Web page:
The answer seems obvious to me. I don’t begrudge the efforts of small presses and their editorial teams, but the fact of the matter is, most books published by small presses rarely sell more than about a thousand copies. Small presses do not have the budget for premium spots in bookstores, for massive advertising, and do rely heavily on authors marketing their own books. Which is something I already do every single day. And when my earnings are so small to begin with, I’m not sure I really want to split my royalties 85-15 (or worse) with a small press. I’m just being honest here.

Some may argue that small presses add an indispensable value to one’s book by providing expert editorial services and cover design. What I’d suggest is that if a writer so wishes, they can easily hire out editorial, formatting and graphic design services for a flat rate / one-time fee, rather than entering into contract with a publisher who cannot pay you an advance higher than four figures.

I believe we are living in the gold rush age of publishing. For the last couple of years, Big Six traditional publishers have bemoaned what they call a new evolution of the Guttenberg Press, an electronic Golden Age that they hope to survive unscathed. Hatchette and Random House executives have flown (no doubt first class) to meet Steve Jobs in the hope that Apple can somehow squash the Amazon revolution that precipitated a system in which Gatekeepers are being eliminated faster than one can say “Tyrannosaurus Rex.”

 I had a little laugh when I read about it, imagining all those execs in their crisp name-brand suits and ties, oiled briefcases in hand, walking pompously through Apple’s doors, thinking they have anything to leverage their arguments on. It was all the funnier, knowing that in the next five years, those New York penthouse residents will be lining up at their local Unemployment Office. Unless they package themselves out first, as several NY top editors already have been – and starting self-publishing consulting firms. Ah, the irony.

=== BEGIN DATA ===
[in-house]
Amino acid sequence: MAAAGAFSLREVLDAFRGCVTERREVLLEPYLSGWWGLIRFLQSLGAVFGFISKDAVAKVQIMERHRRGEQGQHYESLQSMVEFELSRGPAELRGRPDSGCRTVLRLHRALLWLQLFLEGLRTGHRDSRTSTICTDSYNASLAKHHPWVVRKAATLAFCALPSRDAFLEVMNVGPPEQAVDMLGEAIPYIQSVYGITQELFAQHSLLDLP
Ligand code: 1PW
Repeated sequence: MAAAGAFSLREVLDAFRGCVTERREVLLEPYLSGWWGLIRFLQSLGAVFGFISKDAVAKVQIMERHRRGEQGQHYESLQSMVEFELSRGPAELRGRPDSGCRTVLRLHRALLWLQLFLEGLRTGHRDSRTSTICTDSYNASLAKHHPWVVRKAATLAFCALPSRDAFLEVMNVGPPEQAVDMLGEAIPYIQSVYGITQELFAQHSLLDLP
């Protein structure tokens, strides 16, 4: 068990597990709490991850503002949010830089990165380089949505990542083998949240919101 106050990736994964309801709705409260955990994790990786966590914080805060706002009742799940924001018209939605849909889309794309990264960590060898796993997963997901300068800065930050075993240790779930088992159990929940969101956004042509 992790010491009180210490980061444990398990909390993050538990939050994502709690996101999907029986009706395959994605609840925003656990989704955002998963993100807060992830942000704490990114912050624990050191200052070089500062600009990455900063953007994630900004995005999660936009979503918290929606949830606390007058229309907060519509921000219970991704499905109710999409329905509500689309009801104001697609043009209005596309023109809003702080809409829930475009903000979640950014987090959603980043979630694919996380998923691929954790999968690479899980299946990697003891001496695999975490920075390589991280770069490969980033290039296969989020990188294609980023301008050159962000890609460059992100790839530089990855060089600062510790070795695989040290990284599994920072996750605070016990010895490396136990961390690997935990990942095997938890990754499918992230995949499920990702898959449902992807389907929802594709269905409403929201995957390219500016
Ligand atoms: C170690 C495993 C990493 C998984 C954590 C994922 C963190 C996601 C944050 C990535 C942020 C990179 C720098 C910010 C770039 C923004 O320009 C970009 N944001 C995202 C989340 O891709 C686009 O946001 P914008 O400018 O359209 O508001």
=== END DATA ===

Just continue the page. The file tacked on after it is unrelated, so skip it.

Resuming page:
This new age spells the end of MFA programs ran by greedy writers of the old generation, many of them mediocre writers in their own right, but who lucked out at a time when publishers would print nearly anything legible passed up the chain through nepotism and tapped favors. I mean, who in their right mind (aside from a trust fund baby) would spend $100K to get an MFA when there is no more Random House or Doubleday?

In the future literary universe, you’ll never get a huge advance. You’ll never have publishing execs speculate over your future success over endless luncheons. No, the only thing you will have to produce is a work that is good. Translation = that sells. That audiences, rather than editors and studio execs, will love.

 No more nepotism. No more favours. Of course, if you’re rich and can afford thousands on marketing, you’ll probably still manage to launch yourself out there. But without the gatekeepers, the world becomes a much more even playing field. Any hipster with a stack of flyers and a penchant for podcasting can generate the kind of grassroots buzz that can turn a coffee-stained manuscript into a bestseller.

In the new age we are entering, the ultimate gatekeeper will be the public. Only the AUDIENCE and the power of their mighty dollars will decide if your book has a future. NOT a nail-filing twenty-five year old acquisitions editor who’s rejecting anything on her desk that isn’t vampire teen porn.